bushfires

In case of a bushfire

If you have bought land on Melbourne’s urban fringes, there’s a good chance your home could be near a bushfire-prone area.

This could be the case if you have bought land in the municipalities of Brimbank, Cardinia, Casey, Greater Geelong, Hume, Melton, Surf Coast, Whittlesea and Wyndham. They are among the 25 Victorian councils identified on a map of bushfire-prone areas that was created after the Victorian Bushfires Royal Commission.

This doesn’t mean that danger is imminent in those areas – the only certainty is that home owners should always be well prepared for fire season. And to expect the unexpected.

Where you live will dictate what to do before, during and after a fire. If you live in an urban area near grasslands, walk at least two streets back if a fire starts. If you live one or more streets away, grassfire is unlikely to spread into built-up areas. But stay indoors and keep all windows and doors closed, place towels or blankets around the bottom of doors and window sills, and don’t use your air-conditioner.

As with most things in life, planning for an outbreak of fire is the key. “Fire by its very nature is unpredictable and difficult to control, especially on hot, dry, windy days,” the CFA advises. “Not everyone thinks clearly in an emergency. A written and preferably well-practised plan will help you remember what needs to be done during a crisis.”

Perhaps the decision about when to leave is the most critical you can make as a family. As the CFA maintains, it is by far the safest option to protect yourself. This proactive approach should include staying informed by monitoring conditions and tuning into an emergency broadcaster via radio. “Leaving early means being away from high-risk areas before any signs of fire. It includes not waiting for a warning, smoke or a siren.”

A written plan is best, after extensive consultation with your family. Deciding who will do what, the plan should include which Fire Danger Rating was the trigger to leave, where and how you will go, what will you take, who to inform and how to stay informed. Most importantly, it should include what you will do if you cannot leave. Practising your plan of action beforehand can avoid arguments and delays when the heat is on, literally.

If your home is in danger, the fire plan should incorporate the quickest and safest exit points from every room, meeting points, staying low if there’s smoke, and a tried-and-true process for all family members to know how to contact emergency services.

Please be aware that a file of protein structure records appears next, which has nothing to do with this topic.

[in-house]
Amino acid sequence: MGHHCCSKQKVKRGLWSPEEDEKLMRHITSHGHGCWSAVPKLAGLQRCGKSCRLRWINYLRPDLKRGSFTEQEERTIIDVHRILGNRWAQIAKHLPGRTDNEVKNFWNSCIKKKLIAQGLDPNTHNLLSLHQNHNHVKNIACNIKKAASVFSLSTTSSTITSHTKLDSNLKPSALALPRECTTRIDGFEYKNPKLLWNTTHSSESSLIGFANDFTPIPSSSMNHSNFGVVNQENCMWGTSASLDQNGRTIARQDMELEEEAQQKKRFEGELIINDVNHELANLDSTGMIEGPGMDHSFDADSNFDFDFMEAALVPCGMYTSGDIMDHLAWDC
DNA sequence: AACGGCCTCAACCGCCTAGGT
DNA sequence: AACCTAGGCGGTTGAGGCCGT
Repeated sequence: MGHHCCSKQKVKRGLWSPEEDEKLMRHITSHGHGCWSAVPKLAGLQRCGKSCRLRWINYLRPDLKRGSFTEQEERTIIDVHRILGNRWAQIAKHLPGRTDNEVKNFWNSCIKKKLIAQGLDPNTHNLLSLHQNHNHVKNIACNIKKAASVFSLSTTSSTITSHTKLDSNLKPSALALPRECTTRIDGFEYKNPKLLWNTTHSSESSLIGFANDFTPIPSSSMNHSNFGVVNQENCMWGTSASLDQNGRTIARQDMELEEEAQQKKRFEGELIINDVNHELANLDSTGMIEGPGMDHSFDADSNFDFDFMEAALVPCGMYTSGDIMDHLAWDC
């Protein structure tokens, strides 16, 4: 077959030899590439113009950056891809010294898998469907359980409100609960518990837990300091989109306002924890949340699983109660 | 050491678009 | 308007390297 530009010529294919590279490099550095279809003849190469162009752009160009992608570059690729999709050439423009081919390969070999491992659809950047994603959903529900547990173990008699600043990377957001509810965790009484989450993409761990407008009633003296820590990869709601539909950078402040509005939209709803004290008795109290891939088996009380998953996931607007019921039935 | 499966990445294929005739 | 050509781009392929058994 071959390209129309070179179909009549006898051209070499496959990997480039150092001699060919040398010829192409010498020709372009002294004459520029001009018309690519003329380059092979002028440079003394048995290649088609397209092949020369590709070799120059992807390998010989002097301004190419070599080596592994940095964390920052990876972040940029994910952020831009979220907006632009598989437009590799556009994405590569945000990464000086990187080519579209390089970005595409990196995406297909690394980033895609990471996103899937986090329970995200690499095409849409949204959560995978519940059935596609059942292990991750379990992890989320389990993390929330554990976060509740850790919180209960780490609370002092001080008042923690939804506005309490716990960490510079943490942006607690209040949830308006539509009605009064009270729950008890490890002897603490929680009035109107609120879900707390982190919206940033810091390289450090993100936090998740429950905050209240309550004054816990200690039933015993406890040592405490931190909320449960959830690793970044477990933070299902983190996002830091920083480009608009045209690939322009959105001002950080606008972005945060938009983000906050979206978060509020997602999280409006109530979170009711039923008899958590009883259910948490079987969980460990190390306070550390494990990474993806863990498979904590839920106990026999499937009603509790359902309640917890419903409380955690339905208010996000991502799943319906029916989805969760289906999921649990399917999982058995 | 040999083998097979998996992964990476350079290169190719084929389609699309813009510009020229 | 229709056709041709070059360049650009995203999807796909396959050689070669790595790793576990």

If there’s a fire close by, it’s important to cover up any exposed skin because radiant heat can cause serious injury or death. Distance is the best protection against radiant heat, so it’s important to move one or two streets away from the fire.

Last, but not least, always have a back-up plan. Having a plan that identifies your shelter and last-resort options may just save your life.

Protection in place
Another of the Royal Commission recommendations was to establish new building regulations that determine a bushfire attack assessment and a Bushfire Attack Level (BAL) rating that outlines the type of construction required. The BAL considers factors such as the Fire Danger Index, the slope of the land, and surrounding vegetation.

BAL levels range from non-existent in built-up areas in the city up to BAL 12.5, where grass fire is the main concern. This applies to many new estates. The ratings then increase to BAL 19, BAL 29, BAL 40 and BAL FZ depending on the proximity to bushland.

The CSIRO division of Building Research Victoria produced a paper outlining the features of a house with high fire resistance. Major factors included steel wall frames, with gypsum board linings for further protection, concrete slab floor, eliminating timber in the roof, and brick-veneer external cladding.

The increase in the use of Hebel in new homes is another example of builders being fire-smart.

Be prepared

  • Pack an emergency kit (including pet transport containers) and leave it in a handy place
  • Scan important documents and photos and store on a USB
  • Buy a battery-operated radio, torch and extra batteries
  • Save important contact numbers in your phone, including family and emergency contacts
  • Mark your escape routes and petrol stations on hard-copy maps
  • Arrange in advance with neighbours how you can help each other

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